Fraudulent Ukrainian vote illustrates the importance of freedom, democracy

To the Daily:

It is understandable that many Americans were disappointed in the results of the recent Bush/Kerry election. However, some of these disappointed voters may have found comfort in knowing that this election was generally fair. The recent fraudulent election results in Ukraine make me proud to live in the United States — a truly free country. It is important that we as Americans realize that the yearning for freedom and justice in people all over the world cannot be extinguished, be it in Venezuela, Iraq or Ukraine.

Anna Koniuch

Alum

 

Reader objects to Scalia’s ‘originalist’ interpretation of the Constitution

To the Daily:

Justice Antonin Scalia came to Rackham Auditorium on Nov. 16 to explain and justify the rationale he uses to make his decisions on the U.S. Supreme Court. The rationale he calls “originalism” states that, as a legal document, the U.S. Constitution means the same thing today that it did when it was ratified. The Constitution is not a “living document” and as such it cannot be re-interpreted by each generation. He goes on to say that there really is no alternative to originalism, as other paradigms for reaching court decisions are too subjective to be classified into a common idea. If the court were full of originalists, Scalia argues, there would be no conservative or liberal justices, only good lawyers who know how to read a document and apply it to cases without changing the original meaning.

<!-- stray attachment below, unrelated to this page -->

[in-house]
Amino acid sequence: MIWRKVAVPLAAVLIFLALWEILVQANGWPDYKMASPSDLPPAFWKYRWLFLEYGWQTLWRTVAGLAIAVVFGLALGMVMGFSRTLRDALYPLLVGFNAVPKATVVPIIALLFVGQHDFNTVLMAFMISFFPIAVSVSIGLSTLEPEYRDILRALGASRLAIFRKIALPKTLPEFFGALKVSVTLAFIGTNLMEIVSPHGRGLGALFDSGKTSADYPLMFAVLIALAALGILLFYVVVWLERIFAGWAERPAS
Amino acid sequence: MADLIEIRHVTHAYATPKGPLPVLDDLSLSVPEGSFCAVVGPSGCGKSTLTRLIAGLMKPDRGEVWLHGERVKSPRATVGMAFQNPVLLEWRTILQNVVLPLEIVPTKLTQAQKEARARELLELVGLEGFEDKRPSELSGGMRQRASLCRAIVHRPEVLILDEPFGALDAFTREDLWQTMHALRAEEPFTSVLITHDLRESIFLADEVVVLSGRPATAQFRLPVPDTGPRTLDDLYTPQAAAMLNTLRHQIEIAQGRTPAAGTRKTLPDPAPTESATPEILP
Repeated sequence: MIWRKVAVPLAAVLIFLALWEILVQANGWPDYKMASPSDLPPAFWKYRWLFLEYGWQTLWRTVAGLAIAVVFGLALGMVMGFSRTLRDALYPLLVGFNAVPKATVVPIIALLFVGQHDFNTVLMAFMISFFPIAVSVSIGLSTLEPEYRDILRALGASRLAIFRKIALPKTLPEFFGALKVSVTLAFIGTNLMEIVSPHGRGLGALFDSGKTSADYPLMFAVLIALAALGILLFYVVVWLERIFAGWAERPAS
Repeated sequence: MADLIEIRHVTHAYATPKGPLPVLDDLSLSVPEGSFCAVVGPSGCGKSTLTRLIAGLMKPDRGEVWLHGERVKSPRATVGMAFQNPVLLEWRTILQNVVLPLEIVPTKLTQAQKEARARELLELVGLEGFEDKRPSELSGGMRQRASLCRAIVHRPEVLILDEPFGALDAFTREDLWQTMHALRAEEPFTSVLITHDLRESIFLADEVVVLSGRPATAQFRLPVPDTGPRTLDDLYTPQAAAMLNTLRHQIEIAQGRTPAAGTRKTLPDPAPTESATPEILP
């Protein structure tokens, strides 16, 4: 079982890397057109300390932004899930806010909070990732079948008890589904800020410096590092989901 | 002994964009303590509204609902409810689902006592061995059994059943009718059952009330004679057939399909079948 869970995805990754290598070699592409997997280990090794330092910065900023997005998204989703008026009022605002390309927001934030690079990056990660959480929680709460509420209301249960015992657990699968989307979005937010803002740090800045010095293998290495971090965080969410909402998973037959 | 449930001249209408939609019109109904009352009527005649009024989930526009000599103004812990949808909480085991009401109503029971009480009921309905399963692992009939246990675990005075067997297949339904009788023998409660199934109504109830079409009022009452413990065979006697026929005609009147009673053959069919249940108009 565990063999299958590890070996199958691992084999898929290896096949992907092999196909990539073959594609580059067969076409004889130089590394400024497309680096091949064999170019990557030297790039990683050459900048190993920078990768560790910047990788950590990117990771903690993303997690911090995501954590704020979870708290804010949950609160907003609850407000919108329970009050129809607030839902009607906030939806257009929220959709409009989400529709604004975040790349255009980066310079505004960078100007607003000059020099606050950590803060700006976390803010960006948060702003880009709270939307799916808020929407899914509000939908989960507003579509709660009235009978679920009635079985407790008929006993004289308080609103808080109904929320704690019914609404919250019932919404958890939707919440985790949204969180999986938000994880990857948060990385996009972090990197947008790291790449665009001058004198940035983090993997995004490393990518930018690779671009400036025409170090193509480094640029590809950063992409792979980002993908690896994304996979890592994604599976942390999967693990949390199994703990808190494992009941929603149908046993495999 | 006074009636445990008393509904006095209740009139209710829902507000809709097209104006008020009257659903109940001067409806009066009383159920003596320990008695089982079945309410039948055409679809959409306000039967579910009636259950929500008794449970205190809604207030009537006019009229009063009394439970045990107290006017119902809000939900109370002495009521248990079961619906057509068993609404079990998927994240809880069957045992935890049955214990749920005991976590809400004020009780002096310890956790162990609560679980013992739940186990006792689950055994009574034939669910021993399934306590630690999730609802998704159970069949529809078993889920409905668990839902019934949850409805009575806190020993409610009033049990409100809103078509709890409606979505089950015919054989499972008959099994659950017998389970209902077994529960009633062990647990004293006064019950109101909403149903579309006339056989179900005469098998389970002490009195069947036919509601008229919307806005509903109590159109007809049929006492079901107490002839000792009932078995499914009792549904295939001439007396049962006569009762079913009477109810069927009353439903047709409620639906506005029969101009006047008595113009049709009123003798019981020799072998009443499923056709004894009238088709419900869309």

Although I now understand Scalia’s beliefs (whereas before I just thought of him as an angry reactionary), I still strongly disagree with him. The framers’ original meaning for the Constitution was for the document to serve as a protector of the people from the government. The Constitution was supposed to be a tool of freedom. The very reason the framers did not include a Bill of Rights in the original document was because they feared such articles would limit rights, making people’s rights only the rights they put in writing and denying people the rights they forgot.

However, Scalia uses the Constitution as a tool of oppression. He refuses to give any rights to the people unless there is explicit backing in the Constitution. He embodies the very fears the framers had about the Bill of Rights. Scalia argues that if people want abortion or gay marriage they should pass laws on it. However, Scalia never signaled whether or not a Supreme Court of his making would let such a law stand. If such laws were struck down, it would then take constitutional amendments to make these changes and any change to U.S. society which is not explicitly legalized in the Constitution.

Ultimately, Scalia abolishes the principle of protecting the minority from the tyranny of the majority. He rests the only power to bring change in the hands of the legislature, a body largely run on majority control regardless of minority opposition. In cases where the majority refuses to protect the minority, Scalia would not allow a Supreme Court to step in and bring change as it did in the past for segregated blacks and women.

Originalism assumes that the founders never intended the Constitution to be a living document. Scalia argues that the concept of a living document was unheard of and simply never considered an option by the founders. However, the founders intended the document to govern a country for hundreds of years — another concept unheard of in their days. When choosing between a static interpretation for a dynamic society and a dynamic interpretation for a dynamic society, many founders might have found themselves as I do, believing that the Constitution is indeed a living document.

Alan Mlynek

LSA junior

Leave a comment

Your email address will not be published.